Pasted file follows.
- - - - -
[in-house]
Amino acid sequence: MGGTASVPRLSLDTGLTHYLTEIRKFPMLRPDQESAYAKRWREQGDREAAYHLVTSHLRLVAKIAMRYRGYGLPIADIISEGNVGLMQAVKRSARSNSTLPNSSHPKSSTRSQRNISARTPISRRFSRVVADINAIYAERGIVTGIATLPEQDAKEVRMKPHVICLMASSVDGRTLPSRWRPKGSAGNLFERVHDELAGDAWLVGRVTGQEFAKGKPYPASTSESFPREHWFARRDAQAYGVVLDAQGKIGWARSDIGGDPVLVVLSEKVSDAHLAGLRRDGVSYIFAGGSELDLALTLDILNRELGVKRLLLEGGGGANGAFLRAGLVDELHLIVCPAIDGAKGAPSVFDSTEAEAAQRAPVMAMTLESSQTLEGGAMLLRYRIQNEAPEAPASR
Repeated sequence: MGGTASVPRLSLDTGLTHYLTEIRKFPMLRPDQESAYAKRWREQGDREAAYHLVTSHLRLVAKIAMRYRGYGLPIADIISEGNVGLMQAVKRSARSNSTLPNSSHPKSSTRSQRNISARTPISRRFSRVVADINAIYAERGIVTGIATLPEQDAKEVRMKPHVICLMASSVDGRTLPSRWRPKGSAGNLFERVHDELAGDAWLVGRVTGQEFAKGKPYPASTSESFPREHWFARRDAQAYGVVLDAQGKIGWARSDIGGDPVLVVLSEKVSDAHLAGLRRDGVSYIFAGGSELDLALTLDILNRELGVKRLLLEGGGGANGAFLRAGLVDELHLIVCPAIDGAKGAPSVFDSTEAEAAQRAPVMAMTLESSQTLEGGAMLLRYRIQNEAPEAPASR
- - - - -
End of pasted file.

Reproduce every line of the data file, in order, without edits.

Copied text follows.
[in-house]
Amino acid sequence: MGGTASVPRLSLDTGLTHYLTEIRKFPMLRPDQESAYAKRWREQGDREAAYHLVTSHLRLVAKIAMRYRGYGLPIADIISEGNVGLMQAVKRSARSNSTLPNSSHPKSSTRSQRNISARTPISRRFSRVVADINAIYAERGIVTGIATLPEQDAKEVRMKPHVICLMASSVDGRTLPSRWRPKGSAGNLFERVHDELAGDAWLVGRVTGQEFAKGKPYPASTSESFPREHWFARRDAQAYGVVLDAQGKIGWARSDIGGDPVLVVLSEKVSDAHLAGLRRDGVSYIFAGGSELDLALTLDILNRELGVKRLLLEGGGGANGAFLRAGLVDELHLIVCPAIDGAKGAPSVFDSTEAEAAQRAPVMAMTLESSQTLEGGAMLLRYRIQNEAPEAPASR
Repeated sequence: MGGTASVPRLSLDTGLTHYLTEIRKFPMLRPDQESAYAKRWREQGDREAAYHLVTSHLRLVAKIAMRYRGYGLPIADIISEGNVGLMQAVKRSARSNSTLPNSSHPKSSTRSQRNISARTPISRRFSRVVADINAIYAERGIVTGIATLPEQDAKEVRMKPHVICLMASSVDGRTLPSRWRPKGSAGNLFERVHDELAGDAWLVGRVTGQEFAKGKPYPASTSESFPREHWFARRDAQAYGVVLDAQGKIGWARSDIGGDPVLVVLSEKVSDAHLAGLRRDGVSYIFAGGSELDLALTLDILNRELGVKRLLLEGGGGANGAFLRAGLVDELHLIVCPAIDGAKGAPSVFDSTEAEAAQRAPVMAMTLESSQTLEGGAMLLRYRIQNEAPEAPASR